With interest rates rising, NS&I has increased the rate on its premium bond prizes.

The rate on premium bond prizes is now equivalent to 1.4%, up from 1%, as of 1 June. With this the number of £100,000 prizes has increased from six to 10, while the number of £50,000 prizes has increased from 11 to 19.

As for the £1 million monthly winners, there will continue to be only two per month.

NS&I premium bonds work on a lottery basis, but with the likelihood of smaller prizes being much higher, the effective rate of return for your money is 1.4% per year – although this is still not guaranteed as it continues to function as a prize draw.

Premium bond or cash savings?

The question now is whether Premium Bonds, which are extremely popular, are worth putting money into or not.

There are two parts to this answer.

Firstly, ask – what is the money for? If you need it in the short term or if it is a rainy-day fund, then it should be kept in cash. You can cash in your premium bonds at any time, meaning they essentially function like an easy-access savings account (albeit without a guaranteed rate).

While you may scoop a £1 million prize, the odds of this are extremely low. You are, generally speaking, better off saving any short-term cash holdings into an actual easy-access savings account.

At the time of writing the best rates on offer come from Virgin Money club M Saver, offering 1.56% or the Chase Saver Account offering 1.5%. Both are easy-access so you can take your money out at any time.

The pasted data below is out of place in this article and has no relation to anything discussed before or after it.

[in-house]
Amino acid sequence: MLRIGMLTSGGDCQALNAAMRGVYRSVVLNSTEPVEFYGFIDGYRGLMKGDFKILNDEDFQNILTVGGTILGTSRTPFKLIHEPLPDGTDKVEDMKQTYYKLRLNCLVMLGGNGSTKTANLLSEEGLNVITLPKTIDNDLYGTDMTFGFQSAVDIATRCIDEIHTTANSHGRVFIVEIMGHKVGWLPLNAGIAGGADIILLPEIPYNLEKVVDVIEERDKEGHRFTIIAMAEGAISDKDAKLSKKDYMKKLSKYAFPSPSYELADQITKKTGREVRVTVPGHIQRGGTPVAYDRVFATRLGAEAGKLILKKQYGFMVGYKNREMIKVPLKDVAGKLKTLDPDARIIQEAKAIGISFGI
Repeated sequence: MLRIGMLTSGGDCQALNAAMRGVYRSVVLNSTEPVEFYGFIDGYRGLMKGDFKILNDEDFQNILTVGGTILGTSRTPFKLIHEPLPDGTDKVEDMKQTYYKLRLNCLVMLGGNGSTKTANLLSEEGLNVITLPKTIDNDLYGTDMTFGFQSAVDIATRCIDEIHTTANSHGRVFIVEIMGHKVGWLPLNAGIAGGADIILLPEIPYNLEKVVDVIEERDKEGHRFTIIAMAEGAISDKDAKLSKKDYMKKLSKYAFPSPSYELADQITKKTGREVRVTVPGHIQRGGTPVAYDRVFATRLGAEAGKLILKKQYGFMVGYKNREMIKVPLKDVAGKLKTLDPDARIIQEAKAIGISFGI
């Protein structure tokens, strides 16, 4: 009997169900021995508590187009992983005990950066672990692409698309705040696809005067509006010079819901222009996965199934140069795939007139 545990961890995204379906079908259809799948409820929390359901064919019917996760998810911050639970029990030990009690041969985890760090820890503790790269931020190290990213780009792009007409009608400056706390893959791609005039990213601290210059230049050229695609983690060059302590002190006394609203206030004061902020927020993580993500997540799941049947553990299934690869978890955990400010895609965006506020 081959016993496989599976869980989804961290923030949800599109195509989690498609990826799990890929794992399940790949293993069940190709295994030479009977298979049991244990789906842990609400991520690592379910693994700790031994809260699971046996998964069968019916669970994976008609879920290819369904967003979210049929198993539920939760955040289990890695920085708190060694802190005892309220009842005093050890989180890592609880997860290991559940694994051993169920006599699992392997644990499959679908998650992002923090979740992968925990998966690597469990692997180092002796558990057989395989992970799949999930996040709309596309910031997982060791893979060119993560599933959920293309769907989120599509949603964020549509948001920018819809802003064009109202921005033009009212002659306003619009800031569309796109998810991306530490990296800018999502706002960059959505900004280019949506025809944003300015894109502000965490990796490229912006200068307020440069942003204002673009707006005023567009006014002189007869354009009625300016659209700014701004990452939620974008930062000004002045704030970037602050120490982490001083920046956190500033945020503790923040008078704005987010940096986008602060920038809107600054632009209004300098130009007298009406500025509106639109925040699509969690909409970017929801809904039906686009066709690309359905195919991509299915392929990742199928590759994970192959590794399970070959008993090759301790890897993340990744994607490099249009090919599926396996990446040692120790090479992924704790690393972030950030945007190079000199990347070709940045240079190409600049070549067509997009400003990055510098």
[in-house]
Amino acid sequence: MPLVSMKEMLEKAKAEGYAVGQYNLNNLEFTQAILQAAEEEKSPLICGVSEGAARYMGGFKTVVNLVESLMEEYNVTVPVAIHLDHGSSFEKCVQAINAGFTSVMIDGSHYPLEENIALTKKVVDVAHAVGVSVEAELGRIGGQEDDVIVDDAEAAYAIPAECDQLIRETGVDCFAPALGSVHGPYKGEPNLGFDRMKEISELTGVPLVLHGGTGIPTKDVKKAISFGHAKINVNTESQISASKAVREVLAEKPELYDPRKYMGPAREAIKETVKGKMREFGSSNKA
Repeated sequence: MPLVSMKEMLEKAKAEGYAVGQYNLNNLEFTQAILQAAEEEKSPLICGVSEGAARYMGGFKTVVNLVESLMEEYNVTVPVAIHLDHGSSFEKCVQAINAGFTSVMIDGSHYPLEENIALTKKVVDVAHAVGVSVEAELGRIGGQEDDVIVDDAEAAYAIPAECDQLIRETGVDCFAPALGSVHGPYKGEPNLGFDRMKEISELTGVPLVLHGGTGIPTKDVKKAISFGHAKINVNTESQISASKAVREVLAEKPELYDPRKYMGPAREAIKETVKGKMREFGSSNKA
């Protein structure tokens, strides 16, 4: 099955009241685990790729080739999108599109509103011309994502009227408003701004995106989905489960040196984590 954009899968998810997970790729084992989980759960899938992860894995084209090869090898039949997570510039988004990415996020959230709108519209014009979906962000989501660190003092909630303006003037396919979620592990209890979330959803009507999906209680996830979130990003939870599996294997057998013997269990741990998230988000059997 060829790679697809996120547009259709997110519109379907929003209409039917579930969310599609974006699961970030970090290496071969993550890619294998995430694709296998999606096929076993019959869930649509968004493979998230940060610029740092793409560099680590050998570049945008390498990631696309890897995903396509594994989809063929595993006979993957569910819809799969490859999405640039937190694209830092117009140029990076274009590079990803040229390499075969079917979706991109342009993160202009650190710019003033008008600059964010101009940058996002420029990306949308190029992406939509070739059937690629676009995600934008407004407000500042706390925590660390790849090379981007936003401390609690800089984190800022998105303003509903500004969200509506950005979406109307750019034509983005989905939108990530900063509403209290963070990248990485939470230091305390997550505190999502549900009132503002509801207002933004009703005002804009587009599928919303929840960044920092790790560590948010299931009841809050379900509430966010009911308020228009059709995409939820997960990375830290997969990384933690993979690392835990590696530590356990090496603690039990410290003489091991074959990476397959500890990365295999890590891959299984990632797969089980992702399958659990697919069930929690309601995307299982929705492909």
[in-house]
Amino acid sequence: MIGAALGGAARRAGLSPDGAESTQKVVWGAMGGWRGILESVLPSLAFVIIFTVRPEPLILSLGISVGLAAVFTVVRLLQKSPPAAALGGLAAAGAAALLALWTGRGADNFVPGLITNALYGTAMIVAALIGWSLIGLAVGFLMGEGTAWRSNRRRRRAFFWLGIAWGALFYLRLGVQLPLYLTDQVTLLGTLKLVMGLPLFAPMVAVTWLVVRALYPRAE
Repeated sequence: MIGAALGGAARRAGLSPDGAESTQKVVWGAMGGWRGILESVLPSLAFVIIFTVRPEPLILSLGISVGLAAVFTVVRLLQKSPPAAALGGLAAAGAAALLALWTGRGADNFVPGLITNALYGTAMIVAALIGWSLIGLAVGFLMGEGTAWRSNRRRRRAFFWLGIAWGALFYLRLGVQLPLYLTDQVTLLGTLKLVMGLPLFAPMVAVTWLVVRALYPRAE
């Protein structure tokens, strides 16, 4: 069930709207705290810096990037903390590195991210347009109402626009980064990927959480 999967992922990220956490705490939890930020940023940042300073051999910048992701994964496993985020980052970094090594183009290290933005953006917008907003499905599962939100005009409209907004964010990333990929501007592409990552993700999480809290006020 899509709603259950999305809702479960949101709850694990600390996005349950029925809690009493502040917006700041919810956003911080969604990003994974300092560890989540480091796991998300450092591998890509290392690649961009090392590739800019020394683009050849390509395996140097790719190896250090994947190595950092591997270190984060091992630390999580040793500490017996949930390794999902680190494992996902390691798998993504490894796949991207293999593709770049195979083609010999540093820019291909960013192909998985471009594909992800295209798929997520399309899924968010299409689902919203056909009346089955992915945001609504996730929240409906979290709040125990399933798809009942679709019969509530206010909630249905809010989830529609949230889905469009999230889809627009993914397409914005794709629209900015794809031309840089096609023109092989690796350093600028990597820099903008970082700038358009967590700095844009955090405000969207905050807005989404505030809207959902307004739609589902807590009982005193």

The second part of the answer comes when considering longer-term saving. If the money you are putting away is for the long term, then realistically it needs to be saved through a tax-efficient vehicle such as an ISA or pension, and invested in assets such as stocks, bonds or other investments.

With inflation riding around 8% currently, saving into cash accounts over the long term is not only ineffective, but also actively reduces the value of your wealth. While the stock market has suffered turbulence in 2022, and is never guaranteed to perform, over time it still beats cash equivalents with ease.

Ultimately what matters then is having a cash fund which you can turn to for short-term needs – be that for a rainy day or to use for expenditure in the near future. But anything saved for the future should be invested.

When it comes to premium bonds, it might be a nice idea to hold a few just in case of that big win – but really the vast majority of your money should be elsewhere.